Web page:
Temblor Legless Lizard Should Be Protected, Conservation Group Says

The habitat of the the Temblor legless lizard is in oil and gas fields.
Temblor Legless Lizard
Temblor legless lizards are found in a small locality in California's San Joaquin Valley. Photo by Alex Krohn

The Temblor legless lizard  (Anniella alexanderae) can only be found near the Temblor range in Kern County, CA, and should be protected under the Endangered Species Act, according to a petition filed October 20 by the Center for Biological Diversity.

The sand-swimming reptile is threatened by oil and gas development, the Center says, as well as climate change, wildlife, invasive species, habitat loss and large scale solar projects.

The lizard is mostly and underground dweller except when it surfaces to feed on insects. The reptile thrives in loose and moist soil for burrowing and needs a layer of leaf litter to evade predators as well as to feed on the insects in the leaf litter.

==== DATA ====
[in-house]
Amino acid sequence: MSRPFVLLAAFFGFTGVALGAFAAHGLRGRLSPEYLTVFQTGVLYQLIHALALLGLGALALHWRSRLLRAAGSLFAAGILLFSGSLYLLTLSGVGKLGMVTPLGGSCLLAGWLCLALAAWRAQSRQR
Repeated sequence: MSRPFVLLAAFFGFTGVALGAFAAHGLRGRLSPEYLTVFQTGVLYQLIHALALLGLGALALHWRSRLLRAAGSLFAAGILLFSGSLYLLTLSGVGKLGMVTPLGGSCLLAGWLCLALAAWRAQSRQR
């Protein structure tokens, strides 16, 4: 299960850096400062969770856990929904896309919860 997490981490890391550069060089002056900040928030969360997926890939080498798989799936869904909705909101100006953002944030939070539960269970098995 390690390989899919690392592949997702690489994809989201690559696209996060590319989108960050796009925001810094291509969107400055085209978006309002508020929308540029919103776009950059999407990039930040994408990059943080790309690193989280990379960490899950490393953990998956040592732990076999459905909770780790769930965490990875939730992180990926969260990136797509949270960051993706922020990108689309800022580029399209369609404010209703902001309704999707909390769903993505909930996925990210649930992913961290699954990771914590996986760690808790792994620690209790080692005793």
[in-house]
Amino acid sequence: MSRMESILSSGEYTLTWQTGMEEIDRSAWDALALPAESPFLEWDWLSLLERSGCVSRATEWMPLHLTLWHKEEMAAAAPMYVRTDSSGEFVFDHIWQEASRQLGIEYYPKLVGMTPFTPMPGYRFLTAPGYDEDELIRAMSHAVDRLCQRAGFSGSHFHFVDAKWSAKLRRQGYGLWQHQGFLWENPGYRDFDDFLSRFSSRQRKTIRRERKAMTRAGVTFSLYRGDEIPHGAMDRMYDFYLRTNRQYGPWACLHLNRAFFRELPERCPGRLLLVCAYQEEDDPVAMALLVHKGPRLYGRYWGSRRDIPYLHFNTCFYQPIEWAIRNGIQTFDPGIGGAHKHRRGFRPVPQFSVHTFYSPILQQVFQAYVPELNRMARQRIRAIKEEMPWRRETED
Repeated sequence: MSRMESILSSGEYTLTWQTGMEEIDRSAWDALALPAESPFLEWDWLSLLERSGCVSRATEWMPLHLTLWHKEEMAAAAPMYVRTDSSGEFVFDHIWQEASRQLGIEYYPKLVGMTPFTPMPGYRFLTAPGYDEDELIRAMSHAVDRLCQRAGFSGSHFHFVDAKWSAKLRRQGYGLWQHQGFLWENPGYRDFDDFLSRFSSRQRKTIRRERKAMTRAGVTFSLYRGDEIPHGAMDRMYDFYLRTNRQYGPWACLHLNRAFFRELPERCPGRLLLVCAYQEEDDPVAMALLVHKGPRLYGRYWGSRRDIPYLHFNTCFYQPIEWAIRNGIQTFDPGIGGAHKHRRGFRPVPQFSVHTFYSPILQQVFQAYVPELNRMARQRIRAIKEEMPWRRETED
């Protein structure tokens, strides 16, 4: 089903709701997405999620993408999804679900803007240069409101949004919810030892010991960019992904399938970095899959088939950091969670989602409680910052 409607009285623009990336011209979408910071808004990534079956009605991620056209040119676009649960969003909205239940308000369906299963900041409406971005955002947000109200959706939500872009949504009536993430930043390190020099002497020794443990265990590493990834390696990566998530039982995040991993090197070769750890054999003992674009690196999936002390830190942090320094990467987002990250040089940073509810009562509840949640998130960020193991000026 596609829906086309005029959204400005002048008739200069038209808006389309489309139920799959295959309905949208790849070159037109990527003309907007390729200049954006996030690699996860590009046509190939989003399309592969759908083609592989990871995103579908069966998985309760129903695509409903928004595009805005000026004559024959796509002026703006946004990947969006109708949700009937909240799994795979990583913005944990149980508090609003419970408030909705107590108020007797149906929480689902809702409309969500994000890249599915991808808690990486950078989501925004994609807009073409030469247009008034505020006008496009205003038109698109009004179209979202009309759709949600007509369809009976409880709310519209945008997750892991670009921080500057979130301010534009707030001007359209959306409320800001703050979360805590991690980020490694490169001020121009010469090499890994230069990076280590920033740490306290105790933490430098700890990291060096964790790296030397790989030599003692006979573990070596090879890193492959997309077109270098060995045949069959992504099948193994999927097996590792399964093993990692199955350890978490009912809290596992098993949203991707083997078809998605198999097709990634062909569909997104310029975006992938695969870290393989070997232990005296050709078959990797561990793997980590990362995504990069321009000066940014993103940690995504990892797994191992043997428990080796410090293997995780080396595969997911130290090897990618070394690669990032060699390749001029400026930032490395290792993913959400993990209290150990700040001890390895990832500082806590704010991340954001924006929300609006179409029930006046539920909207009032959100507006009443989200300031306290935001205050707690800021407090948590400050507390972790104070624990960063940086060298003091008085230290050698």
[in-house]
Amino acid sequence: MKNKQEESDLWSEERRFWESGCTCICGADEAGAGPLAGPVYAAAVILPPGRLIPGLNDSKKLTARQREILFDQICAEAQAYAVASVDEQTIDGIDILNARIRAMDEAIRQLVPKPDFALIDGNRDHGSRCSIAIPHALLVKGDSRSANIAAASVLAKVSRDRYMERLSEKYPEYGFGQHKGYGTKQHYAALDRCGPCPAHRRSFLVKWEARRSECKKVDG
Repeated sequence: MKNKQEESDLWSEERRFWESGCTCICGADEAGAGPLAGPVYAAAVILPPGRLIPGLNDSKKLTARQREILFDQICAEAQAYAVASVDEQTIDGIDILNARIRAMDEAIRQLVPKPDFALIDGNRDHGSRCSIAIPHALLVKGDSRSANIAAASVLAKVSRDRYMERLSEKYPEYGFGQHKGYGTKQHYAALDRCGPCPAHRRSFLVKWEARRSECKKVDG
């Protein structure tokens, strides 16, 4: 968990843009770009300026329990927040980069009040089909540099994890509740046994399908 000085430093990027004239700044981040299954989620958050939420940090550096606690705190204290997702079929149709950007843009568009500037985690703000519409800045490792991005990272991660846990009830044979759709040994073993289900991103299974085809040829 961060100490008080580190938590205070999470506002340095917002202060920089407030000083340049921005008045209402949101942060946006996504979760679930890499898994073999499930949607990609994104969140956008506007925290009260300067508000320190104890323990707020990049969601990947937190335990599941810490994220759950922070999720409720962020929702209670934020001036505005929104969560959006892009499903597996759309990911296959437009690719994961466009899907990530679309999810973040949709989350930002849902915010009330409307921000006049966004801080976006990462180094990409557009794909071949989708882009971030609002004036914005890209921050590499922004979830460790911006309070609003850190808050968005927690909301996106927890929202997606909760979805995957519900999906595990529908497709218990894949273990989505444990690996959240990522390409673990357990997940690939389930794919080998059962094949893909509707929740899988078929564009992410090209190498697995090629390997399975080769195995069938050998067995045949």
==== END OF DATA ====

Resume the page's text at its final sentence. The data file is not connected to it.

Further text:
“Rampant oil drilling in Kern County is causing double damage to the legless lizard, by destroying habitat and accelerating climate change,” Jeff Miller, a senior conservation advocate at the Center said in a statement released to the media. “We can’t continue to allow habitat loss and increased wildfire risk at the hands of fossil fuel developers whose sole concern is profit.”


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According to the Center, more than 98 percent of the Temblor legless lizard’s range is open to oil and gas drilling. This includes both public and private lands.

The Temblor legless lizard is 4 to 7 inches in length from snout to vent, smooth shiny scales and a blunt tail. It has no external ear openings. It has a mid dorsal black stripe, and a pale olive dorm with orange sides. It sports lateral black stripes near its eyes to the top of its tail. It is ovoviviparous, and gives birth to live young after the eggs are hatched within the body.

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